Back from Holidays – Happy 2016
We’ve been away for 3 weeks and got back late Tuesday night. After spending Wednesday recovering we finally had time to do a few things around the garden this morning. When we left, our region hadn’t had any good rain for months, the landscape was brown an bone dry, our tank was 1/4 full and the temperatures were hot and dry (average 34*C). Thank goodness Dave finished the irrigation in the front and at the back. By the time we were back from holidays, our region had several days of substantial rainfall, the tank was full and the ground was soaked, with the paddocks starting to turn green again. The days and nights have also been pretty cool (ave 15*C).
Everything in the first bed is growing well. Harvested 2 zucchinis, spring onions growing well, sunflowers covered in flowers of many different sizes, harvested 12 heads that had started to droop and lost their petals. Sunflowers stringed together and lying on outdoor table to dry.
Potatoes are thriving, they’ve filled in most of the bed on the west side. The coriander has gone to seed on the east side, nasturtiums doing well on either and wooly vetch has started to spread through the bed. It’s not causing any issues yet but will keep an eye on it.
The eggplants are doing very well. Some are double the size of the other plants. The chillies and capsicum are ok, there are some flowers but I’m disappointed with their size. The dwarf beans are struggling with insect attack and don’t look healthy at all. Hopefully a little fertiliser and pyrethrum will do them some good. I had to pull out some of the vetch as it was starting to smother other plants.
The borage is extremely vigorous and overshadowed the tomatoes on the east side. Some of the flower heads have been damaged by an infestation of what looks like fruit fly. I pruned the most badly affected borage flower heads and chopped the borage overshadowing tomatoes on the east side, which are still the size of seedlings. The tomatoes on the north west side are doing very well. I suspect they’re cherry tomatoes, which do spectacularly well everywhere. The parsley is also growing well.
The effects of the November frost seem worst in this garden. The pumpkin is growing but has not spread out much, the corn hasn’t gotten much taller but there are many heads of corn, a few with brown hair silk already. The climbing beans are barely surviving, only one looks like it will have any kind of crop. Dave pulled two out that had completely died. The whole bed was looking overgrown with weeds so Dave pulled out the big stuff while I went around and got rid of the grass. It looks ok now but it will be interesting to see if we get an edible harvest from the corn.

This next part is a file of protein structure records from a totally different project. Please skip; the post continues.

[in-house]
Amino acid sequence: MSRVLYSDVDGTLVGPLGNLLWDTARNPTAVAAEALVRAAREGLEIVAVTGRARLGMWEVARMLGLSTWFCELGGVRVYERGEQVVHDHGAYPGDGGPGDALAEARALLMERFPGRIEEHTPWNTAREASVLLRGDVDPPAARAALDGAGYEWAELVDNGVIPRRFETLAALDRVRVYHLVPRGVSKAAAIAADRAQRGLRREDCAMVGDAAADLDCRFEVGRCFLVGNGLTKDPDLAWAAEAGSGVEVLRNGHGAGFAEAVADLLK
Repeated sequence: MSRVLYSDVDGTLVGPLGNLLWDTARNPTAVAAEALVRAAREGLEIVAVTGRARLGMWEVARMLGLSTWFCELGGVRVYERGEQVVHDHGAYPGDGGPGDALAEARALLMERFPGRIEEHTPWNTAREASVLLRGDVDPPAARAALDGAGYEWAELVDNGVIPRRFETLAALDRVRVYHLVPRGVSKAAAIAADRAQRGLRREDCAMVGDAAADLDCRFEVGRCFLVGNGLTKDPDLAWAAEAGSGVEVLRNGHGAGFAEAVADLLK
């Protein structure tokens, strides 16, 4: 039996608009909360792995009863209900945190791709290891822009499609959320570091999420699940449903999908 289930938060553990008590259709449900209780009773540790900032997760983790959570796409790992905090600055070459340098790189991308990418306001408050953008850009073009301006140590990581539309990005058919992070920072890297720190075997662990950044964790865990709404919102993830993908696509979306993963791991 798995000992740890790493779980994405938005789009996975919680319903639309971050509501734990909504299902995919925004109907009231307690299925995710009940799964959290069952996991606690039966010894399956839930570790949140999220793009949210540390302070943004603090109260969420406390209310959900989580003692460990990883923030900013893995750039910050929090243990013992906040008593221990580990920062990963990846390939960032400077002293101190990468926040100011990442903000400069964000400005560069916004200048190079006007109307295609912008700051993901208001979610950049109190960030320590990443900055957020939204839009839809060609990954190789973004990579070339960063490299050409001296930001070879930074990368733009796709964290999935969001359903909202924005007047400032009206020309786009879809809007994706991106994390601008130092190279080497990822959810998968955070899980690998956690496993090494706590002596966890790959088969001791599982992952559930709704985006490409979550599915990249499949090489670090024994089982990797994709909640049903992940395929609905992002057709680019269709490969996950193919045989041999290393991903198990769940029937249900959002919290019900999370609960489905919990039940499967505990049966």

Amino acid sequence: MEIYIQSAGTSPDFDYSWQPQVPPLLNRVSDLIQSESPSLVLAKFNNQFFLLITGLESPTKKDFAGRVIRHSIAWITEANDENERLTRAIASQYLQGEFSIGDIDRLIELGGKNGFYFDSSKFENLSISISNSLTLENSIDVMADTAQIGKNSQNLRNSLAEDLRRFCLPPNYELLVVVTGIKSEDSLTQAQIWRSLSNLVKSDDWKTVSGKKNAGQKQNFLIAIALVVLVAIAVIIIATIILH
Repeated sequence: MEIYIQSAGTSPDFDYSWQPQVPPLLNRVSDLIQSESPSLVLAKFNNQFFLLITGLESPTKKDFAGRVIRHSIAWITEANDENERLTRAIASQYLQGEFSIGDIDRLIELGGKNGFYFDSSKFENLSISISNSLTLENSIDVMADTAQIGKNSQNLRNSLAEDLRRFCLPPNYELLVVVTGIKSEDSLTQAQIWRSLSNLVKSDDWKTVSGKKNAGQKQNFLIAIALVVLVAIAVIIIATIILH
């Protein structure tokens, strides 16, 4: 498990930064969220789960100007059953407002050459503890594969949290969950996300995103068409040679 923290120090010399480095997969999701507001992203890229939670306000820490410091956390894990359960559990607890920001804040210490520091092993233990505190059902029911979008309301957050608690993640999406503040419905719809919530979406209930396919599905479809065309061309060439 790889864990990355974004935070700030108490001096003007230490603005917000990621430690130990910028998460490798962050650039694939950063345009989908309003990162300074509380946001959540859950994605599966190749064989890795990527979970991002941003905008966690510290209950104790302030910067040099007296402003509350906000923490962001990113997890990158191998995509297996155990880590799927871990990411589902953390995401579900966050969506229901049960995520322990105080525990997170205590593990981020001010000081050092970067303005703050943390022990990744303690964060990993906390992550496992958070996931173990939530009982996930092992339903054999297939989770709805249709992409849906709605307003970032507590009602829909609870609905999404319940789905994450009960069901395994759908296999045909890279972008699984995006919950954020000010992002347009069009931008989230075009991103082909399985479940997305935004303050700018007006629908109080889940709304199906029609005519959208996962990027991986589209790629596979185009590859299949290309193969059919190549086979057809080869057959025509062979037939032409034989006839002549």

Cucumber and Snow Peas
3 of the cucumbers are doing really well. There are cucumber fruit growing on the first one. The snow peas looked terrible. Many fronds were turning brown with black spots of fungus or mould on them. I pulled out two plants and cut the unhealthy fronds from the others. Hopefully this will allow air and sunlight in to kill the mould/fungus.
The Rest of the Garden
The plums and cherries have cherry slug on them again. I might try sprinkling ash over them tomorrow so we don’t have to use pyrethrum in case we hurt our bees. Speaking of bees they look good, all very busy doing their bee thing. We did have 3 nectarines on our tree before we left. One has disappeared and the other two were rotten where they’d been bitten, probably by cockatoos. The rest of the fruit looked great so hopefully we can successfully grow some next year. The mint is growing but still looks haggard from the frost. The rhubarb isn’t looking too good and I’m not sure it will survive.
Dave cleaned out all the hay from inside the coop and piled it up in one spot in the pen. We didn’t get to cleaning the dust out before we left. Will have to brush out the dust and pressure hose the inside, then spray with pyrethrum and dust with mite dust or diomataceous earth to make sure we clean the whole place out before getting another lot of chickens. The apple tree is huge, it will be great for the chickens even if we don’t get any fruit off it this season.
The natives look like they’ve survived. The banksia has dark tinged growth on the tips, from close up it looks like the start of flowers. The weeping wattle have grown a bit. The callistemon has light green tips, I hope it’s new growth and not some kind of deficiency. The grevillea hasn’t grown much.